His Philosophy

      Sometimes Thomas Hardy makes his novels a vehicle of his philosophy. He emphasizes his belief that man is but short of an indifferent destiny. It is the lack of a critical sense which leads him to the error of preaching. While behaving like a moralist or preacher he is no more than a typical Victorian. Being obsessed with the universe he turns from an imaginative creator into a propagandist. He forgets that as a tragic artist his first obligation is to his vision of life and not to the set of his intellectual beliefs. Unlike the modern writer of novels he does not remember that moral beliefs or views should be left to reveal themselves involuntarily. He forgets his own principle of recording his own impressions in a novel. Life his contemporaries he is interested in working out his own philosophy of life. He seems to be delivering his moral lectures on the bitterness of fate.

His Violations

      The forms of Hardy's novels are also not without some defects. He uses old words which are no longer in vogue. He violates the ordinary rules of syntax also. His weakness as a craftsman is revealed by the design of his novels. He is a good plotter but a bad designer. His plots are well-knit, but his designs are clumsy. He is almost always concerned with the conflict between man and the nature of things, but he incarnates it in a highly intricate and improbable story. His plots have to do little with this imaginative stimulus. Both the plot and stimulus pull against each other. The themes of Hardy are fit for fiction but the execution of his designs is loose or careless. Sometimes he affects the development of character by revealing an incident.

      While giving us a convincing picture to create an orderly pattern with the chaotic and heterogeneous view of life. Unlike Jane Austen, Thomas Hardy fails to do so, for his vision of life is affective but not realistic. It has got in it the profusion and energy of reality. When he forces it into a pattern, he tends to impose an unconvincing plot on it. This failure is very well illustrated by Tess of the d'Urbervilles. In this novel Alec d'Urberville is a rich young man who loves his animal pleasures only. He is responsible for the suffering and tragic end of Tess. We fail to know why or how he turns into a preacher. This conversion is impossible. Tess does not believe in it. All these things show that he loops the dice but to lose the game.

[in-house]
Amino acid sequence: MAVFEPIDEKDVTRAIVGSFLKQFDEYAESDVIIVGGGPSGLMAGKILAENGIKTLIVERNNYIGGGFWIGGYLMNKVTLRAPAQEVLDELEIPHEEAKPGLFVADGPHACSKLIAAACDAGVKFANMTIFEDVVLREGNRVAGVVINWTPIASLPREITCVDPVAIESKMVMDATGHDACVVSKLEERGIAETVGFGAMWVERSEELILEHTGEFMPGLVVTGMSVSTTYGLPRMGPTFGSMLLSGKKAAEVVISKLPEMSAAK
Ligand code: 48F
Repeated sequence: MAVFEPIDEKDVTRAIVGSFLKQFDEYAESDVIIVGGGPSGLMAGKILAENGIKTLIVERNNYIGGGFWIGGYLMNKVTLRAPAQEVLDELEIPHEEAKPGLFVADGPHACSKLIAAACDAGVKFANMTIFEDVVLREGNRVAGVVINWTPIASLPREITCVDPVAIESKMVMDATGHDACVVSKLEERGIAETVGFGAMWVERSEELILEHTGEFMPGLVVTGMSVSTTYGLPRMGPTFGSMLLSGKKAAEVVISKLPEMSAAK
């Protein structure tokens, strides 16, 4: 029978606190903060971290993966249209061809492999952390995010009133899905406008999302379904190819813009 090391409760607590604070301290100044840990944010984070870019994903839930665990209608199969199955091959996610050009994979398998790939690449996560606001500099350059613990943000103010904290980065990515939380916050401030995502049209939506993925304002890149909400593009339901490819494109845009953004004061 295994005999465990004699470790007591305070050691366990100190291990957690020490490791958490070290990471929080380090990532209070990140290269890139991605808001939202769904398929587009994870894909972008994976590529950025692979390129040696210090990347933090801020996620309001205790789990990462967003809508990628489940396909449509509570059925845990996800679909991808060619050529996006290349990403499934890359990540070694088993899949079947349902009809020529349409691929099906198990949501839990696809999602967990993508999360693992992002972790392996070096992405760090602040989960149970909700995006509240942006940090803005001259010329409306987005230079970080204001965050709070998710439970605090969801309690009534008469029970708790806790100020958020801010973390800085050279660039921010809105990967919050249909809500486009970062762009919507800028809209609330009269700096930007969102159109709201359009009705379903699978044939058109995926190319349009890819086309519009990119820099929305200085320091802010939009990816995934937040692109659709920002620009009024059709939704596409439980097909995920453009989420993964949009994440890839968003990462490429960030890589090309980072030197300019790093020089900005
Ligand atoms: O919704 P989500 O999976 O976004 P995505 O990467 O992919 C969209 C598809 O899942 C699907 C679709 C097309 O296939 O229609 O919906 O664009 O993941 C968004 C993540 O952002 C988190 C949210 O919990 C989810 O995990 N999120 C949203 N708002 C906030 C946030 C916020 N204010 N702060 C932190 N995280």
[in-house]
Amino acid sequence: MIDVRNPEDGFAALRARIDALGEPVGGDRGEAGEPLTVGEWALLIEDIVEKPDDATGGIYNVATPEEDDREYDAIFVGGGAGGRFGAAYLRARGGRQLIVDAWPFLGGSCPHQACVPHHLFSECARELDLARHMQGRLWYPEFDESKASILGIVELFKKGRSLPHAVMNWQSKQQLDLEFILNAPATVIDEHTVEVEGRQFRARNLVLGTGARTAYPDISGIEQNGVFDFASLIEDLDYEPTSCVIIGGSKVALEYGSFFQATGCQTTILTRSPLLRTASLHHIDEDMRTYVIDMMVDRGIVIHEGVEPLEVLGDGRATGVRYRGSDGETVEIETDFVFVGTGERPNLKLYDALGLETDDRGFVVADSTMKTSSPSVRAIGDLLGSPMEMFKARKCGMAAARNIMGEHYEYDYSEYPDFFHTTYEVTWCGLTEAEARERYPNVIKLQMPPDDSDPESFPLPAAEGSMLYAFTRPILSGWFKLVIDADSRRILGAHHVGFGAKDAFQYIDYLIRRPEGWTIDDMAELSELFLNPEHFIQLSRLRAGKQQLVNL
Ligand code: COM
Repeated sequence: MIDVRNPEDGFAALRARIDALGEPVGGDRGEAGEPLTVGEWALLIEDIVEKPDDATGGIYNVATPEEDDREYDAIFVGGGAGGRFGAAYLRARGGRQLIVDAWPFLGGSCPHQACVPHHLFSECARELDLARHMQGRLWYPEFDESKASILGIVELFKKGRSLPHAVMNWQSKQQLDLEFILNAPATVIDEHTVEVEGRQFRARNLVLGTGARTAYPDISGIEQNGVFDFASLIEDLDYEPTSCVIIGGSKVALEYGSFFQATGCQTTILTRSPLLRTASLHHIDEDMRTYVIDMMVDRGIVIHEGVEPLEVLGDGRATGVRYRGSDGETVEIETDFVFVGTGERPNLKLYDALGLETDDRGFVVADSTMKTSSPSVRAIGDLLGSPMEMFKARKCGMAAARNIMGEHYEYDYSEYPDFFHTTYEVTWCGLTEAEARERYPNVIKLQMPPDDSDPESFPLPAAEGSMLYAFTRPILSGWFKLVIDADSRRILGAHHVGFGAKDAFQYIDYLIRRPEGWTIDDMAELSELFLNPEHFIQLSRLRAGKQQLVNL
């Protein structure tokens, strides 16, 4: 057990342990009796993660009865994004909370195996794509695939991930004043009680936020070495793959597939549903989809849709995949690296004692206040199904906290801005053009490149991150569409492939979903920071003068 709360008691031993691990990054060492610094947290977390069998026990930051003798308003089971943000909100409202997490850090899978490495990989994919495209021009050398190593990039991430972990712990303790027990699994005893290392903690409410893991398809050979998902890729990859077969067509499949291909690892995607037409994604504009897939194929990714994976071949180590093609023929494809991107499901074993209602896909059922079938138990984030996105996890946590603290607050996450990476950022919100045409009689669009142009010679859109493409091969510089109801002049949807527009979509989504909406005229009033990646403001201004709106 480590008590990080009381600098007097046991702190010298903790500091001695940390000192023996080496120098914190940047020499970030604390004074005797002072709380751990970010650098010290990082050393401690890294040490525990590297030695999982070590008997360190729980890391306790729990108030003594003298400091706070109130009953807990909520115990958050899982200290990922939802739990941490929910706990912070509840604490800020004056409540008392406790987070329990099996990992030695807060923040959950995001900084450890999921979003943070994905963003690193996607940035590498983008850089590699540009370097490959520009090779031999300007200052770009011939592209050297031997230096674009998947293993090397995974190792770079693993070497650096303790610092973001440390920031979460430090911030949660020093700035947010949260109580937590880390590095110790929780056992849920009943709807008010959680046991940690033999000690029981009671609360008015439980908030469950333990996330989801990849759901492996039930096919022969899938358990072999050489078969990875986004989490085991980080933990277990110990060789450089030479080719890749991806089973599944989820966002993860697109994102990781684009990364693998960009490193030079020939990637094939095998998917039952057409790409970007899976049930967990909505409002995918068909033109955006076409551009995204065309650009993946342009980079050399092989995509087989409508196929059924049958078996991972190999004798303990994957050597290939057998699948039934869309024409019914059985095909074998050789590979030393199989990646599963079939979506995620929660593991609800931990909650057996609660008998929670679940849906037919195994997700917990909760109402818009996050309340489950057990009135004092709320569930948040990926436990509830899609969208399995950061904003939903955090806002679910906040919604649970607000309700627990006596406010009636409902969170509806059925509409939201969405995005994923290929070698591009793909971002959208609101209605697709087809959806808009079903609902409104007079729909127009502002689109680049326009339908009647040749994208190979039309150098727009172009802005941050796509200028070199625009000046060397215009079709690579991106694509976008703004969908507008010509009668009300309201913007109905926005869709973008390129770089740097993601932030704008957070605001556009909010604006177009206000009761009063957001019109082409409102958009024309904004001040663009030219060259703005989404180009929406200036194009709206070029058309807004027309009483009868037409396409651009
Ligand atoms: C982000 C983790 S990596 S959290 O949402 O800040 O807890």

In spite of all these defects and demerits, Thomas Hardy remains a great novelist. We love him for his sensitive brooding imagination which likes to play over the past and to see in its moldering relics symbols of a pomp and power that can still affect the lives and imagination of people. He interests us in the permanent impulses of pagan feelings and religious sentiments that have come down to us. The main interest of Hardy's novels lies not in the skillful handling of their plots but in the treatment of their characters. It is this emphasis on character that makes Hardy a modem writer. His ideas and philosophy, his treatment of love and sex, and his frank discussion of religious problems and faith are in advance of his time. Dickens or Thackeray treats love not as an experience but as an emotion which is to be felt. Hardy treats it both as experience and emotion. This increases the range of subject matter in the English novel. They like Hardy for the introduction of a poetic intensity into his novels. It is in this thing that the major contribution of Thomas Hardy to the development of English fiction consists. It means that Thomas Hardy conceives the novel on a higher plane.